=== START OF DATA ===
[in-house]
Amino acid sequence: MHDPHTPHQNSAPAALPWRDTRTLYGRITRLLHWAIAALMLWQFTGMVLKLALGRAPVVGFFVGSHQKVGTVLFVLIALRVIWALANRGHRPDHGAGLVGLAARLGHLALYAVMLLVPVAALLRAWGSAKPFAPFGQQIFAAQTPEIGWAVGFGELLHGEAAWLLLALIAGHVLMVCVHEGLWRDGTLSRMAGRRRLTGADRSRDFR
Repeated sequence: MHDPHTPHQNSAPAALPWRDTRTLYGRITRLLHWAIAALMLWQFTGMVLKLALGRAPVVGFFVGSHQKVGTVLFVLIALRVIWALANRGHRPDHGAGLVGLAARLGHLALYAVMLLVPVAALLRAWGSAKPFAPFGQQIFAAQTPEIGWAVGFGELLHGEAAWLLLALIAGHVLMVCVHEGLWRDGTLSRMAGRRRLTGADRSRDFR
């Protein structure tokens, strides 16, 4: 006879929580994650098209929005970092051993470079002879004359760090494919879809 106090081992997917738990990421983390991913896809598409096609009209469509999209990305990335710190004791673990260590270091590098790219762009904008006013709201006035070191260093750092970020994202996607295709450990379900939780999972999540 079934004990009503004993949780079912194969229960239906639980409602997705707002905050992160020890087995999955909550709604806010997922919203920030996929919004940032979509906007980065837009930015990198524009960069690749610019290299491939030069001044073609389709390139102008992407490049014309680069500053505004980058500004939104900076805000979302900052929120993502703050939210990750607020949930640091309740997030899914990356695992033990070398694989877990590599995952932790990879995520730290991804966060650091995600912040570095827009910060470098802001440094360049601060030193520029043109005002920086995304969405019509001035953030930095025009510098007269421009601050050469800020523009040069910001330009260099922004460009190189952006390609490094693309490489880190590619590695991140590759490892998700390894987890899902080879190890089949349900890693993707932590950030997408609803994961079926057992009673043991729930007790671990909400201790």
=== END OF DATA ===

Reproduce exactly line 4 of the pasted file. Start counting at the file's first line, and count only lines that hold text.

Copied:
């Protein structure tokens, strides 16, 4: 006879929580994650098209929005970092051993470079002879004359760090494919879809 106090081992997917738990990421983390991913896809598409096609009209469509999209990305990335710190004791673990260590270091590098790219762009904008006013709201006035070191260093750092970020994202996607295709450990379900939780999972999540 079934004990009503004993949780079912194969229960239906639980409602997705707002905050992160020890087995999955909550709604806010997922919203920030996929919004940032979509906007980065837009930015990198524009960069690749610019290299491939030069001044073609389709390139102008992407490049014309680069500053505004980058500004939104900076805000979302900052929120993502703050939210990750607020949930640091309740997030899914990356695992033990070398694989877990590599995952932790990879995520730290991804966060650091995600912040570095827009910060470098802001440094360049601060030193520029043109005002920086995304969405019509001035953030930095025009510098007269421009601050050469800020523009040069910001330009260099922004460009190189952006390609490094693309490489880190590619590695991140590759490892998700390894987890899902080879190890089949349900890693993707932590950030997408609803994961079926057992009673043991729930007790671990909400201790």